Crossroads of America
In the days before the interstate system, Terre Haute was at the center of travel.
By Karen Grundin

Take a step back in time, to a downtown Terre Haute bustling with activity.

Pedestrians strolled past Sears Roebuck & Co. and peeked at the goodies in the Fannie May window. Bellmen rushed to carry luggage into the Terre Haute House. Studebakers, Cadillacs and Pontiacs, carrying vacationers bound for Florida, lined Wabash Avenue as their passengers dined or shopped. Semitrailers screeched their brakes, halting on Seventh Street. In the days before the interstate system, Terre Haute was at the nation's crossroads.

U.S. 41 - a major north-south artery - crossed U.S. 40 - the most well-traveled transcontinental route of its time - in the heart of downtown.

"The intersection there was of great importance," said Tom Roznowski of Bloomington, who serves as host for public radio's "Hometown" series and is working on a book about Terre Haute. "It was such a prominent place."

From the 1920s until Interstate 70 opened near Terre Haute in 1967, the Crossroads drew out-of-town traffic from nearly every corner of the nation.

"We had all kinds of people who came through Terre Haute because of the highway system," said Joy Sacopulos, a lifelong Terre Haute resident.

Sacopulos remembers sitting in the back seat of her parents 1950s Buick.

She and her sister scanned license plates along Wabash Avenue. They'd make a game of who could find the most states.

Wisconsin. Minnesota. Michigan. Iowa. Missouri. Nebraska.

And if they were really lucky, one of them - usually Jan, the elder sister - might spy something extraordinary, like the time they noticed a "South Dakota" plate.

"I remember we were really excited" but also grateful not to be inside that vehicle, Sacopulos said. "We were glad we weren't riding in the car that long."

Years later, Sacopulos saw Indianapolis referred to as "Crossroads of America." She set out to prove that historically, only Terre Haute deserved that designation.

Eventually, she was able to persuade the Indiana Historical Bureau to place a "Crossroads of America" marker at the northwest corner of Seventh Street and Wabash Avenue. Two other privately funded markers are on the north and west sides of Old National Bank.

John Woelfle, who helped Sacopulos with the historical marker effort, remembers when I-70 drew the shopping district south to Third Street.
"That really had an impact on the downtown area," he said.

Woelfle, however, is hopeful about recent developments at the historical Crossroads and believes the city's downtown is making a comeback.

"It will never be what it was, but it can be better than it was," he said. "I'm the eternal optimist."

And he'll always have the memories of riding the bus downtown to catch a movie at the Grand Theater at Seventh and Cherry.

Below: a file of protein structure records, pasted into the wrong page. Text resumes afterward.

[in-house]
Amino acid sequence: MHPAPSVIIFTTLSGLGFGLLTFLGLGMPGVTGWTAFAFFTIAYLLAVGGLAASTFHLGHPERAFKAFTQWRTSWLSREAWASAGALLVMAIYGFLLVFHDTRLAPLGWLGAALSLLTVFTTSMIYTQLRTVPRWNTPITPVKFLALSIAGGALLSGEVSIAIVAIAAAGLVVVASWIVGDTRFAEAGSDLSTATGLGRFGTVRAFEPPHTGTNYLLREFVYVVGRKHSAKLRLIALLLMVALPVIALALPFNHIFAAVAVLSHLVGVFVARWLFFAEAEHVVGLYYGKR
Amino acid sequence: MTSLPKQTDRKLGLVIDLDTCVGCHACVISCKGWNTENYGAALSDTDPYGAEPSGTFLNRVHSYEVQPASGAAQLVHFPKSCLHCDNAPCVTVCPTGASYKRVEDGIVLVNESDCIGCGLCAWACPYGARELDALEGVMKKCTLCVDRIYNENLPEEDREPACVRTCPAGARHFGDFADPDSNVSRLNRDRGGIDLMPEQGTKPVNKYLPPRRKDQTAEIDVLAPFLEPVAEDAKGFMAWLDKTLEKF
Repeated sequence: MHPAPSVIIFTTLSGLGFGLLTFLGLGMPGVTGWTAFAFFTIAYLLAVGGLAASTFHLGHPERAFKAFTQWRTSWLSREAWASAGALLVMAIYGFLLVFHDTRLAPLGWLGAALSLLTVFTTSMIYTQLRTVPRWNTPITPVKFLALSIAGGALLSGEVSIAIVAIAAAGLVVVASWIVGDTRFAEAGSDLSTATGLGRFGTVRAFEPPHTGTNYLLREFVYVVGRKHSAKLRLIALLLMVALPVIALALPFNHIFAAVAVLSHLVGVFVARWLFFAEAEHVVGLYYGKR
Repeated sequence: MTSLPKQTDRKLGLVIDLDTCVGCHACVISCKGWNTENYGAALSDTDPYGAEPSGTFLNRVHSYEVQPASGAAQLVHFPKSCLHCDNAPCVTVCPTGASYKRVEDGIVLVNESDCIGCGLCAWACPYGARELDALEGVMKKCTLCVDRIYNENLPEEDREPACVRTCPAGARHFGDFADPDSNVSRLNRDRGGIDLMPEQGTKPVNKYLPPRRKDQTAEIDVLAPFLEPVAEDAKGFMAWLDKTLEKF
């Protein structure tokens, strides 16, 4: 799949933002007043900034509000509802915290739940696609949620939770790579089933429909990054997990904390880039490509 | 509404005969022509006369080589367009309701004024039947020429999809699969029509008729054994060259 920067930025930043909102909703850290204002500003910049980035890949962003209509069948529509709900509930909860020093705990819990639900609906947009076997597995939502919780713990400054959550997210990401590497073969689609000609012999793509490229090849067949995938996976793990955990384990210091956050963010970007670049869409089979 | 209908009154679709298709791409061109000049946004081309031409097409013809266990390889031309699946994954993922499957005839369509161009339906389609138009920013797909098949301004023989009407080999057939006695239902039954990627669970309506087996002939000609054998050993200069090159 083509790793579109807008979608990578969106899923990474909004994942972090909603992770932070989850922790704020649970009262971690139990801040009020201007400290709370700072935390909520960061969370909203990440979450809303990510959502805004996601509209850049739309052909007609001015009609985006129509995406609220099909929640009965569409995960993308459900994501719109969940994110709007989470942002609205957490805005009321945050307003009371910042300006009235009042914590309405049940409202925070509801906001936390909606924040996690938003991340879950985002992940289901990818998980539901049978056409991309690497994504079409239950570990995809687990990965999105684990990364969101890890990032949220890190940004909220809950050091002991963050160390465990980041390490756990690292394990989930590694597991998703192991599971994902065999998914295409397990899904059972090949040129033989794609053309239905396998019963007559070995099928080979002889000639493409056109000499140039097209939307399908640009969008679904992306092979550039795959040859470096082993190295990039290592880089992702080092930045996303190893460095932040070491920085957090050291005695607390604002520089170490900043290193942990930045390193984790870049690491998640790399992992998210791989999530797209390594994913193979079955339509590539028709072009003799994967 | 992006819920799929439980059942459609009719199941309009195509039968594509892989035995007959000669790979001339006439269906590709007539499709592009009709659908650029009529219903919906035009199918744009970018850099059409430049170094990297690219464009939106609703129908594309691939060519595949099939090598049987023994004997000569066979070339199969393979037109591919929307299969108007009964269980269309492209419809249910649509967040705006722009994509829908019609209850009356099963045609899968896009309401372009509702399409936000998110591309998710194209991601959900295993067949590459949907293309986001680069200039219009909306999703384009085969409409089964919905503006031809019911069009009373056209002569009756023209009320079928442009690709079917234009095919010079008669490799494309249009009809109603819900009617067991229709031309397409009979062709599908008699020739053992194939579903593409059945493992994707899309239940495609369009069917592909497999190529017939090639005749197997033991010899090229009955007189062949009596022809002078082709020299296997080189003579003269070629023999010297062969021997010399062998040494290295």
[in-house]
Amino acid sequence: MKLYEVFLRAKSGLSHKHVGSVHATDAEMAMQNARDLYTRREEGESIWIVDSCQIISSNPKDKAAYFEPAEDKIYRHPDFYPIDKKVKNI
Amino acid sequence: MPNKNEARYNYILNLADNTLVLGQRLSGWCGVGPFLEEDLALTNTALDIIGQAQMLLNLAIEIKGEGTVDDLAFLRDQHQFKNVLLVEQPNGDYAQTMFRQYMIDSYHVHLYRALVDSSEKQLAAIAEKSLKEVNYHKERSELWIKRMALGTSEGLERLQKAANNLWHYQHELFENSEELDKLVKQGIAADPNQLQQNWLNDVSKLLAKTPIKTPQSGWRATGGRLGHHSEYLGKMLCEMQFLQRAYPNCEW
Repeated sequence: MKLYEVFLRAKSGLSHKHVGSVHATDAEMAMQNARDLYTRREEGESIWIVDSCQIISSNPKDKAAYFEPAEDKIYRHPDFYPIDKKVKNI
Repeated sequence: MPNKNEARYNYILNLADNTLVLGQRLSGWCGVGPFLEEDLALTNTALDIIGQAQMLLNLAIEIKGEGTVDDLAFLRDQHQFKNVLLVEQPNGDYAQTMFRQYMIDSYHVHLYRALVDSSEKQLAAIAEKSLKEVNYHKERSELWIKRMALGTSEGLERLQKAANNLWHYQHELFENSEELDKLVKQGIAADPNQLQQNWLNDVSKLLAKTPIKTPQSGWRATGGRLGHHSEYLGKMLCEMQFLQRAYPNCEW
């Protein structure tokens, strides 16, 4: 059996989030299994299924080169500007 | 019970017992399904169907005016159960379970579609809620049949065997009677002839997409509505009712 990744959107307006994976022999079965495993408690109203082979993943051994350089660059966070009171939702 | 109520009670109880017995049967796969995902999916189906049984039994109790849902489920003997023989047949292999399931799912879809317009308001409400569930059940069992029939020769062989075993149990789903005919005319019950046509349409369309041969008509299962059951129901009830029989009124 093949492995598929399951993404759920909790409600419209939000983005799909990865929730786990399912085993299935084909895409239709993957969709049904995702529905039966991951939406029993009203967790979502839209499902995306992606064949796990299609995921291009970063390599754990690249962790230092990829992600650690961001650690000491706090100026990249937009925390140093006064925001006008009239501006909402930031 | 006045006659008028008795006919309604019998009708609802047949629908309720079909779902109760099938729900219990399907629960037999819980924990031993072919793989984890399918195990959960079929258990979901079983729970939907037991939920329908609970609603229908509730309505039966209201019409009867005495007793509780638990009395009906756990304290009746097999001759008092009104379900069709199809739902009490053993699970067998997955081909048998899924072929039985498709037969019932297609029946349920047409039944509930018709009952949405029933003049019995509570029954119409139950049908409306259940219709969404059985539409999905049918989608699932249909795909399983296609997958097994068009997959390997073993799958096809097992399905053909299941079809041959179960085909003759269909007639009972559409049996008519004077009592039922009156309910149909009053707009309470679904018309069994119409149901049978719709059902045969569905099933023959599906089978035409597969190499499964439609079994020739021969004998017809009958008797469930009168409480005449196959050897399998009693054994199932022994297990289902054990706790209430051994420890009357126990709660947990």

There were the afternoons spent riding his bike along a bricked - and heavily traveled - Seventh Street.

"Those were the good old days," Woelfle said.
 

Tribune-Star/Joseph C. Garza

Standing at the crossroads: John Woelfle, Susie Dewey and Joy Sacopulos were all instrumental in the effort to have Wabash Avenue and Seventh Street designated as the "Crossroads of America." The Terre Haute intersection officially became designated the historical "Crossroads of America" on July 4, 1988.

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CROSSROADS OF AMERICA FAST FACTS
-- Terre Haute's claim as "Crossroads of America" dates back to the roaring '20s, when the city boasted newly paved U.S. 40 and newly designated U.S. 41.
-- One 1920s-era photo from Martin Photo Shop refers to the downtown Terre Haute intersection as "Crossroads of the World."
-- The corner of Seventh Street and Wabash Avenue inspired the march "Where the Highways Cross." Harold Bright, first director of Indiana State University bands, composed the song around 1939.
-- The Terre Haute intersection officially became designated the historical "Crossroads of America" on July 4, 1988.
U.S. 40
-- The National Road was built through Terre Haute in 1834.
-- During its heyday, U.S. 40 stretched from Atlantic City to San Francisco and carried more automobile traffic than any other transcontinental highway. With the construction of the interstate system, many western portions of the highway were decommissioned. The highway now ends in Silver Creek Junction, Utah, about 800 miles shy of the Pacific Coast.
U.S. 41
-- In 1951, Indiana's portion of U.S. 41 was named "Paul Dresser Memorial Highway."
-- The north-sound highway runs from Copper Harbor, Wis., to Miami.
Sources: Public radio host Tom Roznowski, ISU professor emeritus George Graesch, local historical markers, www.route40.net